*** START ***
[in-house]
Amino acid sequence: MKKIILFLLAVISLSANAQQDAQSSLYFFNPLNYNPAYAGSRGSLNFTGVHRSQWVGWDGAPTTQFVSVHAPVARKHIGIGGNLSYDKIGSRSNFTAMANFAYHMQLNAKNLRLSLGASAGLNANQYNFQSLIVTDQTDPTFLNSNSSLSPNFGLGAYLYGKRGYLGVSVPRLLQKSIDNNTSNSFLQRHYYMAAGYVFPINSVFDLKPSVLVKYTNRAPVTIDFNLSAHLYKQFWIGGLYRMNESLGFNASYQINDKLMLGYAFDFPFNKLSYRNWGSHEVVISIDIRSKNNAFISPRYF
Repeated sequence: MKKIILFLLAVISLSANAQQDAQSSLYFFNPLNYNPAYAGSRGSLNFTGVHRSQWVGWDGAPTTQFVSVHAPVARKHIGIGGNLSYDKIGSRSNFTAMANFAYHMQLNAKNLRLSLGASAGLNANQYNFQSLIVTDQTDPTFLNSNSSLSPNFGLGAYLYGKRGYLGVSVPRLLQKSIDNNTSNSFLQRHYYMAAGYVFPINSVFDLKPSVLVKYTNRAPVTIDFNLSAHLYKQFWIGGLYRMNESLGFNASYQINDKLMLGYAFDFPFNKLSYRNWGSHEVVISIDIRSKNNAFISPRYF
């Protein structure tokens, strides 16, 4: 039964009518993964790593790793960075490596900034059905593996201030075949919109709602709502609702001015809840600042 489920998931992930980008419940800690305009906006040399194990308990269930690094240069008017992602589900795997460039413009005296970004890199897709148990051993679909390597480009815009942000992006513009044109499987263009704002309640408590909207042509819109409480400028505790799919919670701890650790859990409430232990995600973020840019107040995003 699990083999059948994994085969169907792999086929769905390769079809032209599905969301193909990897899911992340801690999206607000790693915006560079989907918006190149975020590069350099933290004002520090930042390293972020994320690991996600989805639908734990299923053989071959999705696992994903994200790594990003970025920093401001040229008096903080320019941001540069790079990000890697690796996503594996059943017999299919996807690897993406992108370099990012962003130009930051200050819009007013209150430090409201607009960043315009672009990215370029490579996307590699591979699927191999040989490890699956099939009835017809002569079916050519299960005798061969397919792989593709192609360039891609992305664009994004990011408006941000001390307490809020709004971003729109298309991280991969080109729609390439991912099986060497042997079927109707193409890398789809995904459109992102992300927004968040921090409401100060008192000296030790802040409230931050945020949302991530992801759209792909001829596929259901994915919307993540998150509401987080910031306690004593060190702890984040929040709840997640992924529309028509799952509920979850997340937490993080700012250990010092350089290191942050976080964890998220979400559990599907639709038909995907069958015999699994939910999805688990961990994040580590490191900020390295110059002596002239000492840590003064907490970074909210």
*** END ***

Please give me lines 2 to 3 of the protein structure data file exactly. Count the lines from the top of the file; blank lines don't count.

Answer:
Amino acid sequence: MKKIILFLLAVISLSANAQQDAQSSLYFFNPLNYNPAYAGSRGSLNFTGVHRSQWVGWDGAPTTQFVSVHAPVARKHIGIGGNLSYDKIGSRSNFTAMANFAYHMQLNAKNLRLSLGASAGLNANQYNFQSLIVTDQTDPTFLNSNSSLSPNFGLGAYLYGKRGYLGVSVPRLLQKSIDNNTSNSFLQRHYYMAAGYVFPINSVFDLKPSVLVKYTNRAPVTIDFNLSAHLYKQFWIGGLYRMNESLGFNASYQINDKLMLGYAFDFPFNKLSYRNWGSHEVVISIDIRSKNNAFISPRYF
Repeated sequence: MKKIILFLLAVISLSANAQQDAQSSLYFFNPLNYNPAYAGSRGSLNFTGVHRSQWVGWDGAPTTQFVSVHAPVARKHIGIGGNLSYDKIGSRSNFTAMANFAYHMQLNAKNLRLSLGASAGLNANQYNFQSLIVTDQTDPTFLNSNSSLSPNFGLGAYLYGKRGYLGVSVPRLLQKSIDNNTSNSFLQRHYYMAAGYVFPINSVFDLKPSVLVKYTNRAPVTIDFNLSAHLYKQFWIGGLYRMNESLGFNASYQINDKLMLGYAFDFPFNKLSYRNWGSHEVVISIDIRSKNNAFISPRYF